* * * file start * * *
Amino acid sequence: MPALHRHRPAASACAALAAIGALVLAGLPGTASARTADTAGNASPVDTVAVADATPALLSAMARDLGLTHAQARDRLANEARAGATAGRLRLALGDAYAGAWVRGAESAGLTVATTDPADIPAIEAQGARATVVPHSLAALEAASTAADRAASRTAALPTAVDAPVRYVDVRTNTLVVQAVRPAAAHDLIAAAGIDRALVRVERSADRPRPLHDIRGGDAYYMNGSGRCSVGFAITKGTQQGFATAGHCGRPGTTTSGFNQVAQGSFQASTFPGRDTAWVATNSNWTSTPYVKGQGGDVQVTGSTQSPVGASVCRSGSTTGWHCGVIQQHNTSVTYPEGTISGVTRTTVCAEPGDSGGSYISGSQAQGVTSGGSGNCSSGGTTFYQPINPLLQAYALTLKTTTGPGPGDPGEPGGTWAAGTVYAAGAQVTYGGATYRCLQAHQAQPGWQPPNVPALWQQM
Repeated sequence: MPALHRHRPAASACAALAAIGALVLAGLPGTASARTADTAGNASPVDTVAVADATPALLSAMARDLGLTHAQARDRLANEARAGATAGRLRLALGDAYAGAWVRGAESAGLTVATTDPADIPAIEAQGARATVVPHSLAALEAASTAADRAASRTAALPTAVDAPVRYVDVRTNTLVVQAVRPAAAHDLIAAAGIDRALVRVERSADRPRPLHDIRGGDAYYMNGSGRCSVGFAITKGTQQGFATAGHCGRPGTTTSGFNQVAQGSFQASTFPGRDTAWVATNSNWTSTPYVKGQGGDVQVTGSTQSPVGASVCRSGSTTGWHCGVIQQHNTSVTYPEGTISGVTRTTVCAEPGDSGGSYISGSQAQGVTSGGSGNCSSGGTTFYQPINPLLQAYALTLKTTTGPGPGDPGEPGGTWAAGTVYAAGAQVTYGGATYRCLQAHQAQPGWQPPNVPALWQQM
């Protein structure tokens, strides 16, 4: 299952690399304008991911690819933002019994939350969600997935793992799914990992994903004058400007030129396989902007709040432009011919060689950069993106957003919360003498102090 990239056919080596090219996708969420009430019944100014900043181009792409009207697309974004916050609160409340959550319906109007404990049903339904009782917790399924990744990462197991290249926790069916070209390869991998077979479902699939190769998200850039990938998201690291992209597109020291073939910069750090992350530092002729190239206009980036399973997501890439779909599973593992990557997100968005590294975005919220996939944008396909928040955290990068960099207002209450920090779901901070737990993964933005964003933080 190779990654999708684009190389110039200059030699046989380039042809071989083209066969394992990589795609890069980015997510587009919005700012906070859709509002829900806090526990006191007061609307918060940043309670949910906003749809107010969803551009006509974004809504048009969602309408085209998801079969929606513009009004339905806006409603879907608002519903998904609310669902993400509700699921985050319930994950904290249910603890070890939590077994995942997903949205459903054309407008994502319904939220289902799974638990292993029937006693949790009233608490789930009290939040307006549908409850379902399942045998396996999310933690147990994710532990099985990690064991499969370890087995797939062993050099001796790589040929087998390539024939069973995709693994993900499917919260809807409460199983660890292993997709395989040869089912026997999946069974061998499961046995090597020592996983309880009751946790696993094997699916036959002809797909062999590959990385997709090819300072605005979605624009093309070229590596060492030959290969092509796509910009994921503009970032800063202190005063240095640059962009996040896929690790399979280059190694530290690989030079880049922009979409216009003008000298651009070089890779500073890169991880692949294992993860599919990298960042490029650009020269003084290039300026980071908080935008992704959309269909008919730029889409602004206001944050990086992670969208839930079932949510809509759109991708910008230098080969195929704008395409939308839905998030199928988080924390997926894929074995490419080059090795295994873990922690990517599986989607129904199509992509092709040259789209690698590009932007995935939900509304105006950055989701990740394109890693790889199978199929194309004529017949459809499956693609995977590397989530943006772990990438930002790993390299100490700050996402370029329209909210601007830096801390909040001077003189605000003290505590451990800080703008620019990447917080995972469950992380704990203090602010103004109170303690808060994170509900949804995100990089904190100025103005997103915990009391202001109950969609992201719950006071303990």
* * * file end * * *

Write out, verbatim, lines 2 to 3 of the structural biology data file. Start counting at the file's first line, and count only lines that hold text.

Repeated sequence: MPALHRHRPAASACAALAAIGALVLAGLPGTASARTADTAGNASPVDTVAVADATPALLSAMARDLGLTHAQARDRLANEARAGATAGRLRLALGDAYAGAWVRGAESAGLTVATTDPADIPAIEAQGARATVVPHSLAALEAASTAADRAASRTAALPTAVDAPVRYVDVRTNTLVVQAVRPAAAHDLIAAAGIDRALVRVERSADRPRPLHDIRGGDAYYMNGSGRCSVGFAITKGTQQGFATAGHCGRPGTTTSGFNQVAQGSFQASTFPGRDTAWVATNSNWTSTPYVKGQGGDVQVTGSTQSPVGASVCRSGSTTGWHCGVIQQHNTSVTYPEGTISGVTRTTVCAEPGDSGGSYISGSQAQGVTSGGSGNCSSGGTTFYQPINPLLQAYALTLKTTTGPGPGDPGEPGGTWAAGTVYAAGAQVTYGGATYRCLQAHQAQPGWQPPNVPALWQQM
């Protein structure tokens, strides 16, 4: 299952690399304008991911690819933002019994939350969600997935793992799914990992994903004058400007030129396989902007709040432009011919060689950069993106957003919360003498102090 990239056919080596090219996708969420009430019944100014900043181009792409009207697309974004916050609160409340959550319906109007404990049903339904009782917790399924990744990462197991290249926790069916070209390869991998077979479902699939190769998200850039990938998201690291992209597109020291073939910069750090992350530092002729190239206009980036399973997501890439779909599973593992990557997100968005590294975005919220996939944008396909928040955290990068960099207002209450920090779901901070737990993964933005964003933080 190779990654999708684009190389110039200059030699046989380039042809071989083209066969394992990589795609890069980015997510587009919005700012906070859709509002829900806090526990006191007061609307918060940043309670949910906003749809107010969803551009006509974004809504048009969602309408085209998801079969929606513009009004339905806006409603879907608002519903998904609310669902993400509700699921985050319930994950904290249910603890070890939590077994995942997903949205459903054309407008994502319904939220289902799974638990292993029937006693949790009233608490789930009290939040307006549908409850379902399942045998396996999310933690147990994710532990099985990690064991499969370890087995797939062993050099001796790589040929087998390539024939069973995709693994993900499917919260809807409460199983660890292993997709395989040869089912026997999946069974061998499961046995090597020592996983309880009751946790696993094997699916036959002809797909062999590959990385997709090819300072605005979605624009093309070229590596060492030959290969092509796509910009994921503009970032800063202190005063240095640059962009996040896929690790399979280059190694530290690989030079880049922009979409216009003008000298651009070089890779500073890169991880692949294992993860599919990298960042490029650009020269003084290039300026980071908080935008992704959309269909008919730029889409602004206001944050990086992670969208839930079932949510809509759109991708910008230098080969195929704008395409939308839905998030199928988080924390997926894929074995490419080059090795295994873990922690990517599986989607129904199509992509092709040259789209690698590009932007995935939900509304105006950055989701990740394109890693790889199978199929194309004529017949459809499956693609995977590397989530943006772990990438930002790993390299100490700050996402370029329209909210601007830096801390909040001077003189605000003290505590451990800080703008620019990447917080995972469950992380704990203090602010103004109170303690808060994170509900949804995100990089904190100025103005997103915990009391202001109950969609992201719950006071303990």